Thursday, February 02, 2006

Divine Wrath and Earl

Recently, Pat Robertson took some heat for saying that Israeli Prime Minister Ariel Sharon's stroke was Divine punishment for dividing the land of Israel. (He has since backpedaled from this statement, because hey, business is business). Muslims have also suggested that the stroke was a sign of Divine wrath: Allah's punishment for all the things Sharon has done for the past 50 years or so. Apparently, Allah has a substantial backlog.

I believe that this stroke is a sure sign of the Creator's punishment ... against elderly, obese men who take on one of the most stressful jobs on the world. Let's be realistic about this: Sharon is 77 years old. He himself said that he couldn't wear a bullet-proof vest because "they don't make them in my size." And the fact that he has to consider wearing a bullet-proof vest, at risk from both his own people's hardliners as well as from his country's many enemies, should give you some idea of how stressful his job is! Indeed, it could be considered miraculous that a man in his circumstances lived as long as he did without suffering a stroke. Could it be a sign of Divine approval? Perhaps the Creator sustained him this long so he could make the remarkable sacrifice of the communities in the Gaza Strip in the name of peace? And perhaps the creator struck him down when He did to spare Sharon having to see the overwhelmingly electoral victory of a party dedicated to expelling Sharon's people from the land where he was born?

But Robertson isn't the only one playing the Divine Wrath card these days. And it's not just for fundamentalists any more: New Orleans Mayor Ray Nagin said that Hurricane Katrina and the other hurricanes this year were Divine punishment for the war in Iraq. A variety of conservative commentators, on the other hand, say Katrina was Divine punishment for the country's immorality (abortion, homosexuality, Terry Schiavo, take your pick). Me? I think it was Divine punishment for living 10 feet below sea level without adequate levees.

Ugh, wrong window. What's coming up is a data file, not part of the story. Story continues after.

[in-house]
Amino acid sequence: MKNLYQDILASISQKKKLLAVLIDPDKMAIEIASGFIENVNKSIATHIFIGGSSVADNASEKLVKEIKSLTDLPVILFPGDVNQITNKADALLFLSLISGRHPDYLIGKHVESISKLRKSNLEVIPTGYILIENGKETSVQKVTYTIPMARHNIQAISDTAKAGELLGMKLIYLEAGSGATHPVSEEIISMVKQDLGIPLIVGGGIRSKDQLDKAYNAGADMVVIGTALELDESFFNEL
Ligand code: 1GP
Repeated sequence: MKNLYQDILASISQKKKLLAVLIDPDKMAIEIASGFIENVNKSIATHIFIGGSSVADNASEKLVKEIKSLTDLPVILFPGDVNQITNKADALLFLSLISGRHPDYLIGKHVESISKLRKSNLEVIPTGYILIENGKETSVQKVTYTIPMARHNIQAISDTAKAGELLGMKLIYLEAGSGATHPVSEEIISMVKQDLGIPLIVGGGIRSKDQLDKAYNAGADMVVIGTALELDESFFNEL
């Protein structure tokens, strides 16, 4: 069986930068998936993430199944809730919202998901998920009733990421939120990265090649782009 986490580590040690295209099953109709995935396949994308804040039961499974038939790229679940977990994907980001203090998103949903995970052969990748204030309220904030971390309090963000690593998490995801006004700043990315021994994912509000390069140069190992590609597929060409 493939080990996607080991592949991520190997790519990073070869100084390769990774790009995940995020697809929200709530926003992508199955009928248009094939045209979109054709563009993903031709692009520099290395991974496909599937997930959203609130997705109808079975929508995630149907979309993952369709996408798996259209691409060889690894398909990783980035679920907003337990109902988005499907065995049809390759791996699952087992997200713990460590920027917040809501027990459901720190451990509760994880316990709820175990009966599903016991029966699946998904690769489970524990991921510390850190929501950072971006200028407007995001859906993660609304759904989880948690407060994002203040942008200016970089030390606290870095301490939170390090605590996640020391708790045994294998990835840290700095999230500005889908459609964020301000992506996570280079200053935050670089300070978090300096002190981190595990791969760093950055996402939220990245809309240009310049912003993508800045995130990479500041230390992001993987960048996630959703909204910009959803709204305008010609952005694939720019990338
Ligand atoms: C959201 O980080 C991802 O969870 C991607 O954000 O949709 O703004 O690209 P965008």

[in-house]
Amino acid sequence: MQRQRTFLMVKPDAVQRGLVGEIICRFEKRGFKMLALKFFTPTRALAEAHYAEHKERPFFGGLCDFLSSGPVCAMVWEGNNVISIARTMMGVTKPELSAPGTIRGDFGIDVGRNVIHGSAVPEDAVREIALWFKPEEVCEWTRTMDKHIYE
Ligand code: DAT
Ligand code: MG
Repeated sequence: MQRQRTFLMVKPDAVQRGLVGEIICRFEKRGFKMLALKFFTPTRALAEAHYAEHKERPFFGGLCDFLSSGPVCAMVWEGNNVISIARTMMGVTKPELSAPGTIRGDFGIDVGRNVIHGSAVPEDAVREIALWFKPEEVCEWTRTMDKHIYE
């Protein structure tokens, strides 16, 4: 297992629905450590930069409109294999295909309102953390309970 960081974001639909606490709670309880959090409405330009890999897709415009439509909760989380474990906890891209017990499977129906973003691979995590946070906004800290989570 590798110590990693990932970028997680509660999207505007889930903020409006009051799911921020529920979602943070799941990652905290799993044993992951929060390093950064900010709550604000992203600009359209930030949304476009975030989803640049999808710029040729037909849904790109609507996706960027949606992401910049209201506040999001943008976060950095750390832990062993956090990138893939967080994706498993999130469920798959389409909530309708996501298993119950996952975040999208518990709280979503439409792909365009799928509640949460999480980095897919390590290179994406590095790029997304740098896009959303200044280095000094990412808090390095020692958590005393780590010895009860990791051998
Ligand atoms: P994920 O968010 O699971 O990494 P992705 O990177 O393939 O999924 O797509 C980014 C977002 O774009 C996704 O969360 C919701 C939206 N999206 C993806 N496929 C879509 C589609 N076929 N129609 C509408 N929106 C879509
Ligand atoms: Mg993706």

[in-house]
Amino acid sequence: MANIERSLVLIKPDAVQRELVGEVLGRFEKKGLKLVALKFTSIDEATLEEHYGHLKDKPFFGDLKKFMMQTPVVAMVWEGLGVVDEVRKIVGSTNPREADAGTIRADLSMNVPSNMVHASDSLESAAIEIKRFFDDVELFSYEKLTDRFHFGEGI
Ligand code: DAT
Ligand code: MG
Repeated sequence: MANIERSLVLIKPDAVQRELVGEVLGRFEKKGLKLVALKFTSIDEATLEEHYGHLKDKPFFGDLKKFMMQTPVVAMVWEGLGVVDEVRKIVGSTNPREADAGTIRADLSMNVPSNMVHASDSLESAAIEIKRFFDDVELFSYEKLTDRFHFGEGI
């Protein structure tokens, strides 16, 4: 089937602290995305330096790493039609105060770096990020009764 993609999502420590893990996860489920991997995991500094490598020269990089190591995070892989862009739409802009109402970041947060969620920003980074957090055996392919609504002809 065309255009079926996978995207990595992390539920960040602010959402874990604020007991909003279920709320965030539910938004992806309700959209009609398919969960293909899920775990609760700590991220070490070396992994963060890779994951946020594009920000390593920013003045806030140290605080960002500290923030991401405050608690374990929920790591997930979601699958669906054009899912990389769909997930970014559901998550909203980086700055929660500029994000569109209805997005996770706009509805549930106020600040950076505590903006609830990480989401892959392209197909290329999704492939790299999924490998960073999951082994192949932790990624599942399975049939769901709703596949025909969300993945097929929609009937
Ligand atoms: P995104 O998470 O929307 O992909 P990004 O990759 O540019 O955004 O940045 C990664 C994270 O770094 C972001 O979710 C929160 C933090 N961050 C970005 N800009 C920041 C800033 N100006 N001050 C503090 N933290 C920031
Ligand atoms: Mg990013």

Back in 2003, the Divine wrath card was restricted to religious fundamentalists, which probably explains why no one saw Divine wrath in one of its more obvious manifestations: the lightning bolt that struck actor Jim Cazviel and assistant director Jan Michelini during the filming of The Passion of the Christ. This is, of course, Divine punishment for standing in the middle of an open field on a hill in the middle of a lightning storm and holding up, or being affixed to, the nearest equivalent of a lightning rod.

And then there's Jerry Falwell, citing 9/11 as Divine wrath against homosexuals. The litany of stupidity that the Creator could have been punishing on 9/11 could fill an entire book. In fact, it did fill an entire book: it's called the Report of the 9/11 Commission. Let's just take my favorite example: punishment for the government failing to act on reports that foreigners were paying cash to learn how to fly a commercial airliner, but didn't want to know how to land it. I don't think the Creator approves much of that level of stupidity.

But those who have read the biblical book of Job know that Divine rewards and punishments aren't as easily discerned as some would like to believe. In the book of Job, a man suffers numerous personal setbacks, not because of anything he has done wrong, but only to see if he will maintain his faith when the Creator doesn't give him everything he wants. His friends and neighbors are quick to judge him, quick to conclude that his setbacks are a sign of Divine disfavor, but they are all wrong.

But why are rewards and punishments not obvious? Wouldn't the world be a better place if good deeds were always promptly and appropriately rewarded, while bad deeds were equally punished?

The traditional Jewish answer to this dilemma is free will: if the Creator smacked you down every time you did something wrong, you wouldn't have much choice in the matter, would you?

Consider the one of my favorite TV shows, My Name Is Earl. For those who haven't seen it: Earl is a petty criminal who learns about a simplified version of karma (a Hindu/Buddhist concept): if you do good things, then good things will happen to you; if you do bad things, it will come back to haunt you. He sets out to make right every wrong he has ever done, not because he wants to do good, but because his life is miserable and he thinks this will make it better. And in Earl's world, the rewards and punishments are very clear: he wins a $100,000 lottery that he doesn't deserve, and he promptly gets hit by a car and loses the lottery ticket. He cleans up a parking lot to make up for his past wrong of being a litterbug, and while cleaning he finds that $100,000 ticket.

It's very entertaining, but it is quite clear that Earl has no free will. His choices do not arise from his own moral center, from his own sense of right and wrong. Rather his choices are compelled by his awareness of immediate reward and punishment. He chooses not to steal because he knows that he will get no benefit from what he steals.

Traditional Judaism teaches that this is not what the Creator wants from us. He wants us to behave in a certain way not because of desire for reward or fear of punishment, but because it is the right thing to do.